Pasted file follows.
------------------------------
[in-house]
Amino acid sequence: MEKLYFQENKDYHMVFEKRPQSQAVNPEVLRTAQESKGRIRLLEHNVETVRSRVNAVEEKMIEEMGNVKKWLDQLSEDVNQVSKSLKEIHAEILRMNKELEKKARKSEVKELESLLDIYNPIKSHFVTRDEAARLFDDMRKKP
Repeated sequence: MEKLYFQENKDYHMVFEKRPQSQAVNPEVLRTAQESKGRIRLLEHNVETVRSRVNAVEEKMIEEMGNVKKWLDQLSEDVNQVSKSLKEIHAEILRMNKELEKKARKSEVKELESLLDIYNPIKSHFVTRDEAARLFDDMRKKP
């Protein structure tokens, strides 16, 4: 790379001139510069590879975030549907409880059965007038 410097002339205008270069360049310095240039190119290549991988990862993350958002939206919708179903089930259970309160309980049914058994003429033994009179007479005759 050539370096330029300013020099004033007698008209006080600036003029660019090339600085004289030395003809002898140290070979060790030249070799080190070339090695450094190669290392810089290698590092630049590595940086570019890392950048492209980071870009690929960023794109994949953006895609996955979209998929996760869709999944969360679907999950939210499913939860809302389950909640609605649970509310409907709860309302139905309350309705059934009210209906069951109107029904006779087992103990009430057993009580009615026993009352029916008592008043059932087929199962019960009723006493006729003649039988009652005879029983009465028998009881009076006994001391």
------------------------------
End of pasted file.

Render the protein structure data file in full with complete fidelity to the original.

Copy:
[in-house]
Amino acid sequence: MEKLYFQENKDYHMVFEKRPQSQAVNPEVLRTAQESKGRIRLLEHNVETVRSRVNAVEEKMIEEMGNVKKWLDQLSEDVNQVSKSLKEIHAEILRMNKELEKKARKSEVKELESLLDIYNPIKSHFVTRDEAARLFDDMRKKP
Repeated sequence: MEKLYFQENKDYHMVFEKRPQSQAVNPEVLRTAQESKGRIRLLEHNVETVRSRVNAVEEKMIEEMGNVKKWLDQLSEDVNQVSKSLKEIHAEILRMNKELEKKARKSEVKELESLLDIYNPIKSHFVTRDEAARLFDDMRKKP
């Protein structure tokens, strides 16, 4: 790379001139510069590879975030549907409880059965007038 410097002339205008270069360049310095240039190119290549991988990862993350958002939206919708179903089930259970309160309980049914058994003429033994009179007479005759 050539370096330029300013020099004033007698008209006080600036003029660019090339600085004289030395003809002898140290070979060790030249070799080190070339090695450094190669290392810089290698590092630049590595940086570019890392950048492209980071870009690929960023794109994949953006895609996955979209998929996760869709999944969360679907999950939210499913939860809302389950909640609605649970509310409907709860309302139905309350309705059934009210209906069951109107029904006779087992103990009430057993009580009615026993009352029916008592008043059932087929199962019960009723006493006729003649039988009652005879029983009465028998009881009076006994001391």